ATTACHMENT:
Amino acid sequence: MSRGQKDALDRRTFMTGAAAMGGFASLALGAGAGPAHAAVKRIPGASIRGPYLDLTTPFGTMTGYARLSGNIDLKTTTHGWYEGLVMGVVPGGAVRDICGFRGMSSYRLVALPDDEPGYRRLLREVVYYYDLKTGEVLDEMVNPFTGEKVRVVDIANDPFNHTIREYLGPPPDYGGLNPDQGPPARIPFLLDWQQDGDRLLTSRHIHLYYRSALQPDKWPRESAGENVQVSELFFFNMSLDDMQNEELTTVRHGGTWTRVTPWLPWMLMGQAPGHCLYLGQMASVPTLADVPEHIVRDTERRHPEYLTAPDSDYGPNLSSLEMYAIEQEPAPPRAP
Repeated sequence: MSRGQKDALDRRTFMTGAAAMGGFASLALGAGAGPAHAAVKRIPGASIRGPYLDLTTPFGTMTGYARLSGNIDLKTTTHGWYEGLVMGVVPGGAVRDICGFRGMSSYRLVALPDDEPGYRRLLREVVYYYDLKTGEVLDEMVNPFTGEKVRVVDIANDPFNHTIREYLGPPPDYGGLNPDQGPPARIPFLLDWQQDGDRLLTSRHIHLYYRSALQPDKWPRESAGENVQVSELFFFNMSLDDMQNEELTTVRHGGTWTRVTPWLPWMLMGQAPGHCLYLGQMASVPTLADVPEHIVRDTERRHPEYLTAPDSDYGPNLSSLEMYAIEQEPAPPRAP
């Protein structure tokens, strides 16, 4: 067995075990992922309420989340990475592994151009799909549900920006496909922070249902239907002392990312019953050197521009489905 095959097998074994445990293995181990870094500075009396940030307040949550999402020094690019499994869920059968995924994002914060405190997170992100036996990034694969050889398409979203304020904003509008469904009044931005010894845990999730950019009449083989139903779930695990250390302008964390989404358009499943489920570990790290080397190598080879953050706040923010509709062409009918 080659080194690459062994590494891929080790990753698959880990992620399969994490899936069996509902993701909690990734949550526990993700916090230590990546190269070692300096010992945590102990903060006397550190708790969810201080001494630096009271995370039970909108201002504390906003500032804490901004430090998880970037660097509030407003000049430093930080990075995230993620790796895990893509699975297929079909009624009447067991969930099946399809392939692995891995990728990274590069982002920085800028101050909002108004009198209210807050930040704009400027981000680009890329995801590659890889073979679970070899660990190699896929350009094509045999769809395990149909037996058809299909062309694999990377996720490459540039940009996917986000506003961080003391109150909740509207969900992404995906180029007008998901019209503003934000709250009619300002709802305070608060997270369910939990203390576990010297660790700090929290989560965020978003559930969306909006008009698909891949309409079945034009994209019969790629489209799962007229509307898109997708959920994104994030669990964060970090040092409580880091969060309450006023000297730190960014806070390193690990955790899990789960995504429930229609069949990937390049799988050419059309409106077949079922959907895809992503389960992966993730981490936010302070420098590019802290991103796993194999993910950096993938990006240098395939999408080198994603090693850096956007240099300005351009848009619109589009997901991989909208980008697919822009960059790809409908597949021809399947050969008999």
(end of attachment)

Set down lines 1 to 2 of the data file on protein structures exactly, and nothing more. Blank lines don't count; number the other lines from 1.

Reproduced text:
Amino acid sequence: MSRGQKDALDRRTFMTGAAAMGGFASLALGAGAGPAHAAVKRIPGASIRGPYLDLTTPFGTMTGYARLSGNIDLKTTTHGWYEGLVMGVVPGGAVRDICGFRGMSSYRLVALPDDEPGYRRLLREVVYYYDLKTGEVLDEMVNPFTGEKVRVVDIANDPFNHTIREYLGPPPDYGGLNPDQGPPARIPFLLDWQQDGDRLLTSRHIHLYYRSALQPDKWPRESAGENVQVSELFFFNMSLDDMQNEELTTVRHGGTWTRVTPWLPWMLMGQAPGHCLYLGQMASVPTLADVPEHIVRDTERRHPEYLTAPDSDYGPNLSSLEMYAIEQEPAPPRAP
Repeated sequence: MSRGQKDALDRRTFMTGAAAMGGFASLALGAGAGPAHAAVKRIPGASIRGPYLDLTTPFGTMTGYARLSGNIDLKTTTHGWYEGLVMGVVPGGAVRDICGFRGMSSYRLVALPDDEPGYRRLLREVVYYYDLKTGEVLDEMVNPFTGEKVRVVDIANDPFNHTIREYLGPPPDYGGLNPDQGPPARIPFLLDWQQDGDRLLTSRHIHLYYRSALQPDKWPRESAGENVQVSELFFFNMSLDDMQNEELTTVRHGGTWTRVTPWLPWMLMGQAPGHCLYLGQMASVPTLADVPEHIVRDTERRHPEYLTAPDSDYGPNLSSLEMYAIEQEPAPPRAP